My wife and I recently purchased 28 acres in Northeast Ohio. On the 28 acres, 20 of it would be considered "farmable/tillable". The previous farmer planted corn, soybeans and wheat. Unfortunately, he used non-organic methods, so I can't apply for organic immediately - but my wife and I are interested in taking the next step in our vegetable farming. Currently, I'm very comfortable with a large garden. Every year we've planted a 60'x100' garden with all of our favorite veggies; however, with our new purchase we've discussed going much larger - like 2-3 acres worth of veggies. A small amount would continue to be for our own consumption, but the idea on the rest would be to sell (we live near a VERY busy thoroughfare and thought of opening a market stand). We would also sell to local grocers, farmer markets, etc.
I'm somewhat hesitant to make such a leap, as I've never grown that much before. I've researched raised bed farming (which I've never done) as well as some other types, but am still weary on how to lay out my veggies in a way that's most ergonomic and economic. We've always "cheated" in a way with our weed control as I've purchased those burlap weed control sheets that you layout and cut holes in. They're expensive up front, but I've gotten a few years of use out of them each time so they are more reasonable. Would you do the same on a large scale? If not, how do you successfully control the weeds? Are there vegetables you'd focus on first - or cast a wide net and plant a plethora of plant types?
Obviously, I want to do it right, but I am not afraid to take big bites; however, I'd rather limit the bruise on my backside should it not go completely as planned or if I have a steep learning curve up front. Any advice the community could give me would be greatly appreciated.
Some additional information: I have access to both small and large machinery. The land we purchased had a 40x60 pole barn on it and the farmer sold me his 65 HP tractor, a disc, brush-hog and rototiller (PTO hookup for back of tractor). I can also borrow my father in-laws equipment which is very large (150-200 HP tractors with large disc, field finishers, planters, etc.). On the excess land that I would not put to veggies I plan to plant alfalfa and produce hay for the next couple of years until I can apply for my organic certificate.
Looks like your garden has been about 0.14 acres. The most land that I can comfortably grow vegetables on, working by myself, as an experienced farmer, is approximately 2 acres.
On my farm, I went the low-input route. That means no weed barriers, drip-tape, compost, fertilizer, poisons, or helpers, unheated greenhouse, grow my own seed etc... I only weed newly planted rows once or twice, then allow the vegetables to fend for themselves. The weeds are next year's soil fertility and cover crop. I take a happy-go-lucky approach to farming.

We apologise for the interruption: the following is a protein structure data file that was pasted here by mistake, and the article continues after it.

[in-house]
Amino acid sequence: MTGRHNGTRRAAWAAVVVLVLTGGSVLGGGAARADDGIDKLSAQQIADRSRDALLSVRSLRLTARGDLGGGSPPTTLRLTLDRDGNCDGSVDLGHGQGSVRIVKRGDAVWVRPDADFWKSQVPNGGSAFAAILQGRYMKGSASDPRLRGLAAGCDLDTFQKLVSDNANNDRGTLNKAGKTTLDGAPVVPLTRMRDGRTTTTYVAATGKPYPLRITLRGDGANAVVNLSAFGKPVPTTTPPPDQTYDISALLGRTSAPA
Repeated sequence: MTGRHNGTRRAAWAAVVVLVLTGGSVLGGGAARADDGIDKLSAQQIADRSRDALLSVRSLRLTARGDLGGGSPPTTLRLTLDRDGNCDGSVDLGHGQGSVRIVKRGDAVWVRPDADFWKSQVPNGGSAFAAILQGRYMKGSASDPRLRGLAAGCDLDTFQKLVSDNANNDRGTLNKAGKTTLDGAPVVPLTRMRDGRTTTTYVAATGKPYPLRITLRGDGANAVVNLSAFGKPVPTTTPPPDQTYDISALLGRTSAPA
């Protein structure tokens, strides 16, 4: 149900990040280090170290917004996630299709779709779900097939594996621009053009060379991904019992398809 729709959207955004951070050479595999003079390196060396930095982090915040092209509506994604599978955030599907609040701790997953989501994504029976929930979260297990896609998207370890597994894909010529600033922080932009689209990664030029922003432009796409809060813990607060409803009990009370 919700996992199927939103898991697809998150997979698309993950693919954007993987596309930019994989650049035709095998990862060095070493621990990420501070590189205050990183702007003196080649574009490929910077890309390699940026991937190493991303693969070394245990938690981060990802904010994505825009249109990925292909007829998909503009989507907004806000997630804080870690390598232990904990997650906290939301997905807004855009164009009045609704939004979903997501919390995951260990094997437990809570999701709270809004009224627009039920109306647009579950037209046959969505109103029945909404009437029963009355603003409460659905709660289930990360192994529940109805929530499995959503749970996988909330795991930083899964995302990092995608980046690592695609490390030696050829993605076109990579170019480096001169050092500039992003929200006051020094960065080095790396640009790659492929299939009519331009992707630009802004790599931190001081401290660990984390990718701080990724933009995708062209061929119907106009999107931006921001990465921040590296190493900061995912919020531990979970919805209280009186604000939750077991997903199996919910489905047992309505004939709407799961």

Another farmer at my market goes the high-input route. He counts every vegetable he grows, he buys plastic to supress weeds, he uses poisons, and fertilizers, and replaces drip lines every year, and hires a bunch of help, and heats his greenhouse in the winter, and air-conditions it in the summer. He buys seed. He refrigerates his produce, and packages it in plastic. He is constantly late for market, and runs himself and his crew ragged.
To get an idea of how much of which things to grow, you might go to your local big-box grocery store and look at how much display space is taken up by the various vegetables, and then mimic that... Onions get 20 square feet. Parsnips get 1.
There are about 250 raspberries in a pint basket, which will sell for around $6 at my market. Each one has to be picked individually. Or, I could pick two winter squash and sell them for $3 each. Hmm. I know why squash is one of my biggest crops. Pretty much any berry sells fast, and for good money, but require significant labor to harvest, and they are highly perishable. I can take a winter squash to market for months until it sells.
Tomatoes are very popular. Everybody grows tomatoes, so meh! Unless you are first to market, then name your price!
Sweet corn is very popular, if it's fresh. You might do well planting an acre of sugary enhanced sweet corn. Plant successive crops when the previously planted crop is 3 inches tall. That can be problematic in early spring, because untreated sugary enhanced tends to germinate poorly in cooler soil. Maybe plant an su corn for your first two plantings.
If you can keep up with weeding, carrots and beets are popular, as bunches with the tops still on. Plant successive crops to keep them coming all summer.